NELLIE, India (Reuters) – Thirty-six years after losing his parents, sister and a four-year-old daughter in one of India’s worst sectarian massacres, Abdul Suban says he is still trying to prove he’s a citizen of the Hindu-majority nation.
Suban is one of hundreds of thousands of Bengali-speaking Muslims categorized as “doubtful voters”, who will not find their names in a National Register of Citizens (NRC) the northeastern border state of Assam will release on Monday.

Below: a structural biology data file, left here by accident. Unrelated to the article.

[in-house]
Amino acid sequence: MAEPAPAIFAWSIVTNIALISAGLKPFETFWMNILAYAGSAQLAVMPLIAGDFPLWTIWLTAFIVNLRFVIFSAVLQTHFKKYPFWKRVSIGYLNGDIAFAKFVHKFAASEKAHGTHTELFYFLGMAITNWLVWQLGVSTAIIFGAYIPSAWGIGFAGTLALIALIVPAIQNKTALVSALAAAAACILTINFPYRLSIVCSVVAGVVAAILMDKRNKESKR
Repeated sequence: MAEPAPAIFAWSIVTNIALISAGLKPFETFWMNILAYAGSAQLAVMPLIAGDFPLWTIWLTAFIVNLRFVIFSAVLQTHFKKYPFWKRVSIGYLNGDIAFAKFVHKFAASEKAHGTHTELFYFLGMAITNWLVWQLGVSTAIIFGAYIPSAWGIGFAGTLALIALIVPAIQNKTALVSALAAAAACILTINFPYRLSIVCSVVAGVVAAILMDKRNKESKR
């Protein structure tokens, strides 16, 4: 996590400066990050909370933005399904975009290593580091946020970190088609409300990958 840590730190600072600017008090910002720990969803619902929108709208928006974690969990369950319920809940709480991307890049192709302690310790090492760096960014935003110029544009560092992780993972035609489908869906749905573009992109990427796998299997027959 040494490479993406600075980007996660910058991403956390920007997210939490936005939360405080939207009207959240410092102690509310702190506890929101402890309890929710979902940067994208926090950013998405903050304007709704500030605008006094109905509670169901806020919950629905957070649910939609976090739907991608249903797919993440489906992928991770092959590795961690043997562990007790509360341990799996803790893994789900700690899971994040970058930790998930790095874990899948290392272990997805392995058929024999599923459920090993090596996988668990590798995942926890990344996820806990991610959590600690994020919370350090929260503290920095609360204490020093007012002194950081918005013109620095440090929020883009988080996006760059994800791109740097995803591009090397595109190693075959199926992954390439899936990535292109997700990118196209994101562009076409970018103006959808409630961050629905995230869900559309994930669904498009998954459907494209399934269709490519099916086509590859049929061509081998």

“If the government has decided to brand us foreigners what can we do?” said the 60-year-old. “NRC is trying to finish us off. Our people have died here, but we will not leave this place.”
Suban was seated with his wife at their house a few hundred meters from a vast paddy field where, in 1983, scores of people were chased down and killed by machete-armed mobs intent on hounding out Muslim immigrants. He survived by running as hard as he could and hiding behind a bush for days.